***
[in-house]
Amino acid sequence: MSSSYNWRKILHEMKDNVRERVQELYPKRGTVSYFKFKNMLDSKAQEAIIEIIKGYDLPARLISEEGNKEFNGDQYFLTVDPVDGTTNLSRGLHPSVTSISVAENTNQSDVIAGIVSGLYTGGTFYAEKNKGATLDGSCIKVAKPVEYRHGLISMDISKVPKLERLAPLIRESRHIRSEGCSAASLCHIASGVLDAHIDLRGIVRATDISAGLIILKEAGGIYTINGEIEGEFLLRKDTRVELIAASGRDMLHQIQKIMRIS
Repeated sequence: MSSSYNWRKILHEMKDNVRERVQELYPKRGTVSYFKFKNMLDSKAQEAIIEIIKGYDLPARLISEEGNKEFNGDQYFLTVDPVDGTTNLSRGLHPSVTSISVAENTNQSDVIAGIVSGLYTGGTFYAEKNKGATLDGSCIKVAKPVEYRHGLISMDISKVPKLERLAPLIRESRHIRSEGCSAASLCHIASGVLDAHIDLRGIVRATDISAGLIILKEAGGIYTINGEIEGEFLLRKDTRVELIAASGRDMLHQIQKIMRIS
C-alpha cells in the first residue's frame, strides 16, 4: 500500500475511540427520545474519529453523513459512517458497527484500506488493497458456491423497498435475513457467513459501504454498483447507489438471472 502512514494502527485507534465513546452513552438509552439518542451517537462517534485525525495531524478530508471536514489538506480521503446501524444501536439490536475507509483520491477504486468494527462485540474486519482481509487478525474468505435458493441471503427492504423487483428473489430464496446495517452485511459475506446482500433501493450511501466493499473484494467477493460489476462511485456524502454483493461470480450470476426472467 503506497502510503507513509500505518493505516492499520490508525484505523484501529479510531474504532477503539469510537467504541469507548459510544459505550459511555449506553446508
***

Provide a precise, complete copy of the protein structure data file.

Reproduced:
[in-house]
Amino acid sequence: MSSSYNWRKILHEMKDNVRERVQELYPKRGTVSYFKFKNMLDSKAQEAIIEIIKGYDLPARLISEEGNKEFNGDQYFLTVDPVDGTTNLSRGLHPSVTSISVAENTNQSDVIAGIVSGLYTGGTFYAEKNKGATLDGSCIKVAKPVEYRHGLISMDISKVPKLERLAPLIRESRHIRSEGCSAASLCHIASGVLDAHIDLRGIVRATDISAGLIILKEAGGIYTINGEIEGEFLLRKDTRVELIAASGRDMLHQIQKIMRIS
Repeated sequence: MSSSYNWRKILHEMKDNVRERVQELYPKRGTVSYFKFKNMLDSKAQEAIIEIIKGYDLPARLISEEGNKEFNGDQYFLTVDPVDGTTNLSRGLHPSVTSISVAENTNQSDVIAGIVSGLYTGGTFYAEKNKGATLDGSCIKVAKPVEYRHGLISMDISKVPKLERLAPLIRESRHIRSEGCSAASLCHIASGVLDAHIDLRGIVRATDISAGLIILKEAGGIYTINGEIEGEFLLRKDTRVELIAASGRDMLHQIQKIMRIS
C-alpha cells in the first residue's frame, strides 16, 4: 500500500475511540427520545474519529453523513459512517458497527484500506488493497458456491423497498435475513457467513459501504454498483447507489438471472 502512514494502527485507534465513546452513552438509552439518542451517537462517534485525525495531524478530508471536514489538506480521503446501524444501536439490536475507509483520491477504486468494527462485540474486519482481509487478525474468505435458493441471503427492504423487483428473489430464496446495517452485511459475506446482500433501493450511501466493499473484494467477493460489476462511485456524502454483493461470480450470476426472467 503506497502510503507513509500505518493505516492499520490508525484505523484501529479510531474504532477503539469510537467504541469507548459510544459505550459511555449506553446508